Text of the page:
There were a record 1.45 million visits to Toronto food banks during the first year of the COVID-19 pandemic as new clients outnumbered existing clients for the first time ever, according to a new report.

The annual Who’s Hungry report, conducted by Daily Bread Food Bank and North York Harvest, took a closer look at the demand for food banks between April 1, 2020 and March 31, 2021, a period that roughly coincided with the first year of the pandemic.

It revealed a surge in demand for food banks as the pandemic took hold and job loses piled up with total visits up 47 per cent from the previous year.

The authors of the report called that sort of increase “unprecedented.” In fact they said that visits are rarely up by more than five or 10 per cent year-over year with the lone exceptions being when the financial crisis resulted in a 14 per cent increase in food bank usage in 2010 and when significant cuts to social programs in Ontario resulted in an 18 per cent increase in 1996.

“It was a record breaking year and not for a positive reason,” Daily Bread Food Bank CEO Neil Hetherington said during an interview with CP24 on Monday morning. “There were 1.45 million client visits that occurred in food banks across the city. The previous record was during the 2008 recession and that number was 1.5 times less than what we are currently facing. Just because the cost of living in the city is so dramatic, income security is not where it needs to be and a result people need to do what they need to do to feed their families.”

The report was based largely on online and phone interviews with more than 1,300 food bank clients during the first wave of the pandemic, as well a series of follow up interviews that were held one year later.

It found that 31 per cent of respondents reported going an entire day without eating due to food insecurity.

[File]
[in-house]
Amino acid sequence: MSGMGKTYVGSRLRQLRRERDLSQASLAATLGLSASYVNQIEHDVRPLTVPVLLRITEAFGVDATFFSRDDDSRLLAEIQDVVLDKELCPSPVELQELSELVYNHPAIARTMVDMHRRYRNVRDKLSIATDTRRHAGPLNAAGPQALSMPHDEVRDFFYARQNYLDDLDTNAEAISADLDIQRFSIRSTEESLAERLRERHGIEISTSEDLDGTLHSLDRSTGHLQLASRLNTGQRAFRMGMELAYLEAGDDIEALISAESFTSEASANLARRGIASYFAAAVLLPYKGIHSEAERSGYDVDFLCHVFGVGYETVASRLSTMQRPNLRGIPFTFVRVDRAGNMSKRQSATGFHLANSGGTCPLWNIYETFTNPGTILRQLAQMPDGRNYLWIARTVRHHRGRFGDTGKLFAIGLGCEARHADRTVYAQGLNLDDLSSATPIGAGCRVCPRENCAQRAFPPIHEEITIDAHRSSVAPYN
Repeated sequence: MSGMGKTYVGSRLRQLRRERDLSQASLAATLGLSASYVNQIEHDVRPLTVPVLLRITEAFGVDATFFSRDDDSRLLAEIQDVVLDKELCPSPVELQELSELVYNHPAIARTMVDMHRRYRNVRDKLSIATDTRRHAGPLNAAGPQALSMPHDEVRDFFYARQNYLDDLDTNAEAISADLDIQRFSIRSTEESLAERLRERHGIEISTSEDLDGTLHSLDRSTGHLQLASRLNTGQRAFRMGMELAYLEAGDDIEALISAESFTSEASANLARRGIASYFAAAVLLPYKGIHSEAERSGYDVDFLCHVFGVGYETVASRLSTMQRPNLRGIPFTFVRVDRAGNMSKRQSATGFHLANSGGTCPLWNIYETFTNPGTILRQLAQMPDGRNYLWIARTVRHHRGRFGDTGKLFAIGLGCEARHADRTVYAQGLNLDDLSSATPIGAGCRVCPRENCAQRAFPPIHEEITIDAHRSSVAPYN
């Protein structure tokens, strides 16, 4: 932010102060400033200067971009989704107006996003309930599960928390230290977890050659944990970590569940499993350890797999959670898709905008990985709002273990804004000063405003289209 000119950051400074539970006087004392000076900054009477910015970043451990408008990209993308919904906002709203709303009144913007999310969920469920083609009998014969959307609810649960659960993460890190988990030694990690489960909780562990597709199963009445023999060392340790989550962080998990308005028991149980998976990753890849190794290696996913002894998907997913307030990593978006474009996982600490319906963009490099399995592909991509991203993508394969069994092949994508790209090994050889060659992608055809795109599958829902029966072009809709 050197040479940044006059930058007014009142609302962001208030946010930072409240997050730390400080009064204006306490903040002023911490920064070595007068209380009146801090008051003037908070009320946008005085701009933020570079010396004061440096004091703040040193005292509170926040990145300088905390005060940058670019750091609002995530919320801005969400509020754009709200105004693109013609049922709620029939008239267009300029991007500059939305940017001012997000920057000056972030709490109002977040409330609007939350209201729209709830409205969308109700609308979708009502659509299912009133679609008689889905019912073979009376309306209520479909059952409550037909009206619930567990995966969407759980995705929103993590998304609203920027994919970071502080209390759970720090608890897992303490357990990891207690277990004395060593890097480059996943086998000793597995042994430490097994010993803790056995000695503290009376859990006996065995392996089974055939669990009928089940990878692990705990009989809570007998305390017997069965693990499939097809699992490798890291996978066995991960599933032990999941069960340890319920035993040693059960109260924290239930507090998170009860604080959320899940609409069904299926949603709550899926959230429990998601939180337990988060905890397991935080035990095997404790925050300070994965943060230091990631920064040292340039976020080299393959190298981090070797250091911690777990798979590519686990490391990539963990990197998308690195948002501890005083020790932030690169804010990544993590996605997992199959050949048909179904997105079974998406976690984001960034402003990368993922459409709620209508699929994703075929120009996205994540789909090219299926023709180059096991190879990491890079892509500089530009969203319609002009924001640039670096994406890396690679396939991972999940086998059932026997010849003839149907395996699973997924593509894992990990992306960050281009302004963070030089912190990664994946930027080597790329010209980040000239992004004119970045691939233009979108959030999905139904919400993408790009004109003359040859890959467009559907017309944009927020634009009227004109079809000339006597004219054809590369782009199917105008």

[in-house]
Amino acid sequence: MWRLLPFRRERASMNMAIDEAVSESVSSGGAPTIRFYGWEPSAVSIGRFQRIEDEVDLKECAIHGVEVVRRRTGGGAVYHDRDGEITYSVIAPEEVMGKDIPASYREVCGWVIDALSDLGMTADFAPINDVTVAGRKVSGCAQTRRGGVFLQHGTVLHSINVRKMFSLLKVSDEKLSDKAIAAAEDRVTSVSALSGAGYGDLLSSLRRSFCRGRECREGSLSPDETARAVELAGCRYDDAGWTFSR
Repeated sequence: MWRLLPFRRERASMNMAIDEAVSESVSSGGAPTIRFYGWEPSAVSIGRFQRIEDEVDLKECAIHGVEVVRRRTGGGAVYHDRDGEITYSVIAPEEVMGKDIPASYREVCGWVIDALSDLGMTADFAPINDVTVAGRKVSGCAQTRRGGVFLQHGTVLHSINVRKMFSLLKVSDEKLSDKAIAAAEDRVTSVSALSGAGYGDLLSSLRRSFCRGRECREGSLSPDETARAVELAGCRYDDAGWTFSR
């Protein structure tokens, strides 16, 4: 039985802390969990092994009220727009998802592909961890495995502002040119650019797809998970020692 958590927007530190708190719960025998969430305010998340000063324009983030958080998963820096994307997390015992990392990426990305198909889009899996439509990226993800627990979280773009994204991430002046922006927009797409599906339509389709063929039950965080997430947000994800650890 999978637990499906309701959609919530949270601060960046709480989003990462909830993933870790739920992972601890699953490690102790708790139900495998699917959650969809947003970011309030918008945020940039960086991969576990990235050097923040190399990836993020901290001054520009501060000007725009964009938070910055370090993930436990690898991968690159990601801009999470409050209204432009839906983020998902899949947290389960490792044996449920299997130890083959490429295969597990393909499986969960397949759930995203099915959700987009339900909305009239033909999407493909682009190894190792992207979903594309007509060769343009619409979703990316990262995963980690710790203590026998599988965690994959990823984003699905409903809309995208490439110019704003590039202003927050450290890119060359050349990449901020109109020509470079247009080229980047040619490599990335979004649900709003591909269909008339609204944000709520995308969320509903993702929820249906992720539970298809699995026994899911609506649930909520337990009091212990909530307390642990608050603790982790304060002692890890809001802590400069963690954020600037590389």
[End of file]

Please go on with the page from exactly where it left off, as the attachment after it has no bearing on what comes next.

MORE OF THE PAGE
But that number was much higher among long-term food bank clients.

About 58 per cent of those individuals reported going a whole day without eating almost every month.

The report said that at least some of the rise in demand can be attributed to job losses during the COVID-19 pandemic with about one in five new clients citing the recent loss of income as the reason they needed to visit a food bank.

However, the report also suggested that the high cost of housing in Toronto exasperated the impacts of the pandemic.

It said that while there was an overall 4.6 per cent decrease in the cost of a two-bedroom apartment during the pandemic that was largely driven by a 10 per cent drop in condo rents, which are typically more expensive. Purpose-built apartments actually saw a two per cent increase in rent costs during the pandemic, according to the report.

“Somebody for example on disability has about $1,200 to survive on a month and nobody in the City of Toronto can get by with that type of income,” Hetherington said. “We also know that the average food bank user has $9.17 to survive on (per day) after paying for rent. That is what the average food bank user has. There are just so many people in this city that are struggling,”

While the pandemic did result in the temporary closure of some food banks, the report said that Toronto had gained seven food banks by March, 2021.

It said that while the “net increase in food banks enhanced food access in some parts of the city, the increase in client visits observed is a result of the underlying need” for more food bank services throughout Toronto.